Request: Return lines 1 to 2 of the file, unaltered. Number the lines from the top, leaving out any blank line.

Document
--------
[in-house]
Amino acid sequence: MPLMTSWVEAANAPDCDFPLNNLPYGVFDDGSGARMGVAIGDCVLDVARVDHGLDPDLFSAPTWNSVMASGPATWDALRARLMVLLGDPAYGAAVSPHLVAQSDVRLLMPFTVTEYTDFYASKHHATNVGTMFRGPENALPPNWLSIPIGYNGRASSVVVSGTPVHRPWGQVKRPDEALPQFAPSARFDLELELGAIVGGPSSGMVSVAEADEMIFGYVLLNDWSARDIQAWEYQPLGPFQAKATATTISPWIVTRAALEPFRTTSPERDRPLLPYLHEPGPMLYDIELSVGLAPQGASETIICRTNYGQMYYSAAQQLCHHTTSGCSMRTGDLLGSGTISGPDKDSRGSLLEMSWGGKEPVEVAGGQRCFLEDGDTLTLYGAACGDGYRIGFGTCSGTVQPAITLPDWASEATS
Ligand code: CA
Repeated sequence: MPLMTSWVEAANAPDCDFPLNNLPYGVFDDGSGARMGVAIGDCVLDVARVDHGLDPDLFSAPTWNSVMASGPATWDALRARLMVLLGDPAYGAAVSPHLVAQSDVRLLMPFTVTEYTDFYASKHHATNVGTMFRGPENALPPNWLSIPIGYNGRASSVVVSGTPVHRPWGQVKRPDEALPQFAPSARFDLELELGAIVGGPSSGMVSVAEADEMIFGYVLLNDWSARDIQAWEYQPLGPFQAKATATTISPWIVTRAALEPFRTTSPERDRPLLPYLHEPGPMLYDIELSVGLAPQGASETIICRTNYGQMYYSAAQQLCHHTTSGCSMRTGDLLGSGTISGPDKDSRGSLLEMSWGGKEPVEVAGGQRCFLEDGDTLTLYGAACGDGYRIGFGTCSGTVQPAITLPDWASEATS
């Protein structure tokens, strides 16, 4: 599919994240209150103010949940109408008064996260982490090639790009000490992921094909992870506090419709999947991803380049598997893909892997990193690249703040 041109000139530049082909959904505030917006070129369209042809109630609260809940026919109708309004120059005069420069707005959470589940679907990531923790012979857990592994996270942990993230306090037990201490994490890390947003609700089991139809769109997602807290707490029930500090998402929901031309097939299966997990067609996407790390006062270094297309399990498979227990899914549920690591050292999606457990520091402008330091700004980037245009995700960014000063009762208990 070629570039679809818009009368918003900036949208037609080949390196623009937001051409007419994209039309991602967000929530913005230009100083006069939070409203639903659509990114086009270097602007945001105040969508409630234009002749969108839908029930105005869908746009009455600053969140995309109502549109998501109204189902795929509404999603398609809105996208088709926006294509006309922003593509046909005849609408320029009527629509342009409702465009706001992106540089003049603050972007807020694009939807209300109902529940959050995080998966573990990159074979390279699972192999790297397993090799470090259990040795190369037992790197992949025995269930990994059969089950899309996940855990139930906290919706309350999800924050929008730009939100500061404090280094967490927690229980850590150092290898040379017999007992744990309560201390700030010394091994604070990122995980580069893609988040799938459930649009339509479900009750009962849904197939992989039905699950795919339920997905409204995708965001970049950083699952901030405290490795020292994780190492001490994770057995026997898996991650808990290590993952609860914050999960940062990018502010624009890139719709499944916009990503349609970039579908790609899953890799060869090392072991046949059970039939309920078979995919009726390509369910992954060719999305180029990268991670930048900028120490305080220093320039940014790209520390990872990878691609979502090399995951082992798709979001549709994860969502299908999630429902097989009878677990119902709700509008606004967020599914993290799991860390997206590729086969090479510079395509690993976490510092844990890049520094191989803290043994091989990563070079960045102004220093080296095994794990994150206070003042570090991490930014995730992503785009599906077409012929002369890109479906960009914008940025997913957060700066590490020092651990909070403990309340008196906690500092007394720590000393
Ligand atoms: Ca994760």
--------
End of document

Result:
[in-house]
Amino acid sequence: MPLMTSWVEAANAPDCDFPLNNLPYGVFDDGSGARMGVAIGDCVLDVARVDHGLDPDLFSAPTWNSVMASGPATWDALRARLMVLLGDPAYGAAVSPHLVAQSDVRLLMPFTVTEYTDFYASKHHATNVGTMFRGPENALPPNWLSIPIGYNGRASSVVVSGTPVHRPWGQVKRPDEALPQFAPSARFDLELELGAIVGGPSSGMVSVAEADEMIFGYVLLNDWSARDIQAWEYQPLGPFQAKATATTISPWIVTRAALEPFRTTSPERDRPLLPYLHEPGPMLYDIELSVGLAPQGASETIICRTNYGQMYYSAAQQLCHHTTSGCSMRTGDLLGSGTISGPDKDSRGSLLEMSWGGKEPVEVAGGQRCFLEDGDTLTLYGAACGDGYRIGFGTCSGTVQPAITLPDWASEATS